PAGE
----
Whether the collaboration is internal across employees, with partners or with clients, it seems clear that it will be central to unlocking real revenue growth for firms. There is enough data that employees, partners and clients alike all value this activity. It is also true that this is not a new concept and that many techniques have existed and been used to good effect in other industries, but professional services firms now need to rapidly catch up. Perhaps professional services firms can learn from product businesses around the value of collaboration, and perhaps indeed it will be essential that they do given the emerging consensus around the shift towards greater productisation of services businesses than ever before.

The idea of this article was not to conclude but rather to stimulate some thinking and to reference some of what I have heard and written about previously. What we really want across the month is to hear from all sectors on your thoughts. My encouragement would be to share your unique perspective and even, dare I say, create some challenges for others. While it takes time, writing leads to so many interesting conversations and opportunities, not to mention the positive brand recognition for you and your organisation. If you would like to share your perspective please contact

Simon Drane

Simon Drane

earlsferry advisory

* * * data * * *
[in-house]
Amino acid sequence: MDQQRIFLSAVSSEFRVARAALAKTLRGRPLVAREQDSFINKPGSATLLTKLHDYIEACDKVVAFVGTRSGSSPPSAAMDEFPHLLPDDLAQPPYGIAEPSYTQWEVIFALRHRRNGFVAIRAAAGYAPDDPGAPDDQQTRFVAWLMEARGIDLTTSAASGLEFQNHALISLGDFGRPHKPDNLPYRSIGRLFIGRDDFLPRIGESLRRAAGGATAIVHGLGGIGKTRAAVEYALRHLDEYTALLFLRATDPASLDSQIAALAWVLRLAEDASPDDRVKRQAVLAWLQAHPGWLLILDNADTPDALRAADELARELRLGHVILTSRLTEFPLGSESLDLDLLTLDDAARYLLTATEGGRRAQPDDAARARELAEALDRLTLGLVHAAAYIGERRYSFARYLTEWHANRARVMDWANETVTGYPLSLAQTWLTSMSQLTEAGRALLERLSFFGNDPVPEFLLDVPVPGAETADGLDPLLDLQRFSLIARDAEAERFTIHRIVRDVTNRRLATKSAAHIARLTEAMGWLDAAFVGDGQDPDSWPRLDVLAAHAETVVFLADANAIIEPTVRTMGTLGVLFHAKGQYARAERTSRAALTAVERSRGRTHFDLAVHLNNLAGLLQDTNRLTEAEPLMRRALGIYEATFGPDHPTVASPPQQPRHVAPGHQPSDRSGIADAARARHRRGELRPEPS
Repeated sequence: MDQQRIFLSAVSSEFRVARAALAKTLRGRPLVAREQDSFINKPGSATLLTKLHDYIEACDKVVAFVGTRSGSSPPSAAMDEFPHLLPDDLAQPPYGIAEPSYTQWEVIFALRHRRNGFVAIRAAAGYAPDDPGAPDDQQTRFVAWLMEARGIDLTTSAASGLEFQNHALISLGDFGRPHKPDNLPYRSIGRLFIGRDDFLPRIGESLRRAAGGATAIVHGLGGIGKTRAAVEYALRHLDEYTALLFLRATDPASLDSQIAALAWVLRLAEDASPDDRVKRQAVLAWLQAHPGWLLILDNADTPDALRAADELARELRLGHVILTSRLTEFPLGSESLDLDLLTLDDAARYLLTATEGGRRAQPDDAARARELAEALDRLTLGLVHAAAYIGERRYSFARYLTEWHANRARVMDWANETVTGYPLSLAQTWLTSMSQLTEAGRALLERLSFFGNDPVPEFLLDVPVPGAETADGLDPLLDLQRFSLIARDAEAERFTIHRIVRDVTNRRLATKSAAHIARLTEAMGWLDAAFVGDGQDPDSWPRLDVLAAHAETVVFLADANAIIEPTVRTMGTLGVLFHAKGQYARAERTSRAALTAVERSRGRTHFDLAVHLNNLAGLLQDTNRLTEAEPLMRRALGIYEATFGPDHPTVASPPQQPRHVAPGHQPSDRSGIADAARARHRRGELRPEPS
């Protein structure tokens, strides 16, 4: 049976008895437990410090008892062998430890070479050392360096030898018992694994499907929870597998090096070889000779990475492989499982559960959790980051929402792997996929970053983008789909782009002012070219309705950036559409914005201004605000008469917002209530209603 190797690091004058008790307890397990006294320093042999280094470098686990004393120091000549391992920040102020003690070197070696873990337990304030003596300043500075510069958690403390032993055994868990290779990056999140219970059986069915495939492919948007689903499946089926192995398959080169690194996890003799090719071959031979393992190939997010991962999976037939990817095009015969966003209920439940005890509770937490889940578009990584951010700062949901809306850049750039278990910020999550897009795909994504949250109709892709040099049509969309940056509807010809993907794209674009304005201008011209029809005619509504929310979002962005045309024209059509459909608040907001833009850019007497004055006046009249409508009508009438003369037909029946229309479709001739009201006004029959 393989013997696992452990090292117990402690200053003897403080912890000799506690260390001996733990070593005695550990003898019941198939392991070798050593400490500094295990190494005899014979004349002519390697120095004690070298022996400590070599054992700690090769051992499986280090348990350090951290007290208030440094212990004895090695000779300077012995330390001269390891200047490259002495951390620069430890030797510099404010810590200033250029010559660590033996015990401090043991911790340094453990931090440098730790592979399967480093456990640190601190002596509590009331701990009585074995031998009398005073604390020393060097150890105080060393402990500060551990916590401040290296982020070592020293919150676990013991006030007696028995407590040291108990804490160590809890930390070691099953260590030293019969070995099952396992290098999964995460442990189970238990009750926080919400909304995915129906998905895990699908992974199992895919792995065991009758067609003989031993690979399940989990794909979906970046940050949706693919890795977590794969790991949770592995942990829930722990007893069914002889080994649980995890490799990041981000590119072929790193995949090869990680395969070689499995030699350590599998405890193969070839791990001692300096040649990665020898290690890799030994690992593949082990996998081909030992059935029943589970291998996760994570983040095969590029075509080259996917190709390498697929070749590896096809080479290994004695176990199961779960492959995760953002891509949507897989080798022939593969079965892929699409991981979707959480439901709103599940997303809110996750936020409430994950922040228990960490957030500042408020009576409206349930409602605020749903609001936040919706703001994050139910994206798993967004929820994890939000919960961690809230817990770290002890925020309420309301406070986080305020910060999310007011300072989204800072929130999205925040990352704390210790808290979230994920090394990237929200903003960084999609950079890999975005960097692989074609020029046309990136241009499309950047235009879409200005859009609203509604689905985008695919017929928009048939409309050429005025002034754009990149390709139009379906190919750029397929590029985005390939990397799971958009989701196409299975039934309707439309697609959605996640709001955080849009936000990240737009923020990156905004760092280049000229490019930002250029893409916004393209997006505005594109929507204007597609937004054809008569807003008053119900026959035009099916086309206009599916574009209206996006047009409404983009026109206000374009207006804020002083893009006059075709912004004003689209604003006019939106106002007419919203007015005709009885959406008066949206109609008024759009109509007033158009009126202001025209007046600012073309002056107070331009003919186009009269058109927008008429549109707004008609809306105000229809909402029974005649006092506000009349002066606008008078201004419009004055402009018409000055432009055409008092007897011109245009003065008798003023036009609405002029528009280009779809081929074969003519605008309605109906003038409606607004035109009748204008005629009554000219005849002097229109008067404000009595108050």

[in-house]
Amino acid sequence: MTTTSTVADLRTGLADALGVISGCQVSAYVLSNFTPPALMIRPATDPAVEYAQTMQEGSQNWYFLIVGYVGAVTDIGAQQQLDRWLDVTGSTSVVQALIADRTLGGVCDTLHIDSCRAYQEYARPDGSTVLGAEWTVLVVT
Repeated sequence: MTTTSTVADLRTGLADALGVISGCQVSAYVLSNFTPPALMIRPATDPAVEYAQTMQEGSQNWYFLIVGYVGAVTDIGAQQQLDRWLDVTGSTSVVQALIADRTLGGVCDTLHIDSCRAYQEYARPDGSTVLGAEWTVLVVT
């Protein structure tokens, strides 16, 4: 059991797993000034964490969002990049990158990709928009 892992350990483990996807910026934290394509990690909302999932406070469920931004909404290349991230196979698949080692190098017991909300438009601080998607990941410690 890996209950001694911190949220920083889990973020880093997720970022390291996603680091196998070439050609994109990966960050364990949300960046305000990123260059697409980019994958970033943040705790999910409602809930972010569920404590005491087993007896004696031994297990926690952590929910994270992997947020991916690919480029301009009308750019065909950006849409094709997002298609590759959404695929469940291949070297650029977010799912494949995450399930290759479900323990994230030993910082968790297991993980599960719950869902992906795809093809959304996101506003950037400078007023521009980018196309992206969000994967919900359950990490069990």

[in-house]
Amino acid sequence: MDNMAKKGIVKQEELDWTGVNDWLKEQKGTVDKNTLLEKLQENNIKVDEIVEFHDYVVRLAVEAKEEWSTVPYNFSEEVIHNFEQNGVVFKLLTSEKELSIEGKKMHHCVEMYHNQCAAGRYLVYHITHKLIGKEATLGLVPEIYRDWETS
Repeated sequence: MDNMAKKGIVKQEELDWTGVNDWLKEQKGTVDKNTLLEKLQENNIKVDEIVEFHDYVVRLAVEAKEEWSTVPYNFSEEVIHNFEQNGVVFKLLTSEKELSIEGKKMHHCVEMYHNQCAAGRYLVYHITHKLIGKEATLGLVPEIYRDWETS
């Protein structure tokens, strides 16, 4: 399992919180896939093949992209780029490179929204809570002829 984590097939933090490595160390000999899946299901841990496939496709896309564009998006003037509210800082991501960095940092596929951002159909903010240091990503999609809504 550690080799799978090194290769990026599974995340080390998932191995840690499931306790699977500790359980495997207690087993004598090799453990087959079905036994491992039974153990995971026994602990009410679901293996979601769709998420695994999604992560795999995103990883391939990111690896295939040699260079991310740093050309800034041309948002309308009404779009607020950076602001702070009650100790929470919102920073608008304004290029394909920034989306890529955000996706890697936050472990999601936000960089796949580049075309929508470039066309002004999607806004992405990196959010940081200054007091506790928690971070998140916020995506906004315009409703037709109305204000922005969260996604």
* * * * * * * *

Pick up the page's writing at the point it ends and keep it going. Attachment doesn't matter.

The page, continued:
Simon has held numerous positions within the professional services sector over the last 25 years, at a FTSE 100 legal information solution provider, a legal technology consultancy, a law firm, an accounting firm, and a legal membership organisation. Simon has qualifications in law and tax, and deep experience in commercial product strategy. Simon has board level experience of both executive and non-executive roles, and as CEO of a technology startup. He has a strong track record in creating innovative product strategies resulting in multiple new multimillion pound high growth lines of business. Simon led the new investments product strategy area at LexisNexis and created and launched many of the next generation content and workflow product offerings for lawyers. At the Law Society Simon ran the commercial arm of the organisation and restructured a set of commercial investments through taking board seats. He also implemented a new commercial strategy including a significant shift in focus to legal technology innovation including the launch of a legal tech focused Barclays EagleLab accelerator. Simon has also held senior knowledge management roles in both law and accounting firms. Simon established earlsferry advisory towards the end of 2018 to help people with their product strategies, whether they are technology businesses, professional services businesses or investors into these spaces.